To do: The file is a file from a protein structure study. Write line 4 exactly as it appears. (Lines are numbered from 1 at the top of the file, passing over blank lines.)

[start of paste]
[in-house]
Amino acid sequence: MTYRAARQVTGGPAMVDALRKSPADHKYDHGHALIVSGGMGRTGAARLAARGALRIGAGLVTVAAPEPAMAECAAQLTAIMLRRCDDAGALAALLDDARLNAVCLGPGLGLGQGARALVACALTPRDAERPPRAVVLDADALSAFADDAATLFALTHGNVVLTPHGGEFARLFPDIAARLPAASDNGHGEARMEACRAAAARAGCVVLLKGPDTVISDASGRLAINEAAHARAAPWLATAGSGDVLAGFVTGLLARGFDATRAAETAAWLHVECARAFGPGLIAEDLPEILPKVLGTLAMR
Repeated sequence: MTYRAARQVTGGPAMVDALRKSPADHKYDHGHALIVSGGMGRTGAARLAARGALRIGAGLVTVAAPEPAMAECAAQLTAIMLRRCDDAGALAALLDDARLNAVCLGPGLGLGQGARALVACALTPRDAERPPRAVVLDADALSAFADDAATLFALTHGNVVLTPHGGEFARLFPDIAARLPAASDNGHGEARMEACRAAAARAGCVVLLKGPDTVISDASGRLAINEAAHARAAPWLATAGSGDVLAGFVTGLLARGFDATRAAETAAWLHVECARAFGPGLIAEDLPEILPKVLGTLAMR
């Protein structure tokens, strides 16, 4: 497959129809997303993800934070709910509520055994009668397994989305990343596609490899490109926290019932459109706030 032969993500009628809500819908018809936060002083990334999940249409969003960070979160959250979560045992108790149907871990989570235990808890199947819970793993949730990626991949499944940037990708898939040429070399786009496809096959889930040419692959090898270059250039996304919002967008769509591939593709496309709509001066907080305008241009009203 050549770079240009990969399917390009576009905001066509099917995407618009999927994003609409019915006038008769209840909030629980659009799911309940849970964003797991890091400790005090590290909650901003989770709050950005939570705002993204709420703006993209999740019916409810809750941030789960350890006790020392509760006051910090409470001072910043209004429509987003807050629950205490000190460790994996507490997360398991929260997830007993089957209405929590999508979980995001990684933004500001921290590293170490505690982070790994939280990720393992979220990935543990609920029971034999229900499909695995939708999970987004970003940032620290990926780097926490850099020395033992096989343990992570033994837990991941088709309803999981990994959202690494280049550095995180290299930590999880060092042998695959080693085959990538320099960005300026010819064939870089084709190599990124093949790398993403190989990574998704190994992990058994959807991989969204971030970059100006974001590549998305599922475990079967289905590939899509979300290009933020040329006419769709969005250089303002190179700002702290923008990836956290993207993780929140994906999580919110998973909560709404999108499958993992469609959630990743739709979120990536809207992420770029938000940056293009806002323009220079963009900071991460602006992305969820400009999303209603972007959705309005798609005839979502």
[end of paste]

């Protein structure tokens, strides 16, 4: 497959129809997303993800934070709910509520055994009668397994989305990343596609490899490109926290019932459109706030 032969993500009628809500819908018809936060002083990334999940249409969003960070979160959250979560045992108790149907871990989570235990808890199947819970793993949730990626991949499944940037990708898939040429070399786009496809096959889930040419692959090898270059250039996304919002967008769509591939593709496309709509001066907080305008241009009203 050549770079240009990969399917390009576009905001066509099917995407618009999927994003609409019915006038008769209840909030629980659009799911309940849970964003797991890091400790005090590290909650901003989770709050950005939570705002993204709420703006993209999740019916409810809750941030789960350890006790020392509760006051910090409470001072910043209004429509987003807050629950205490000190460790994996507490997360398991929260997830007993089957209405929590999508979980995001990684933004500001921290590293170490505690982070790994939280990720393992979220990935543990609920029971034999229900499909695995939708999970987004970003940032620290990926780097926490850099020395033992096989343990992570033994837990991941088709309803999981990994959202690494280049550095995180290299930590999880060092042998695959080693085959990538320099960005300026010819064939870089084709190599990124093949790398993403190989990574998704190994992990058994959807991989969204971030970059100006974001590549998305599922475990079967289905590939899509979300290009933020040329006419769709969005250089303002190179700002702290923008990836956290993207993780929140994906999580919110998973909560709404999108499958993992469609959630990743739709979120990536809207992420770029938000940056293009806002323009220079963009900071991460602006992305969820400009999303209603972007959705309005798609005839979502």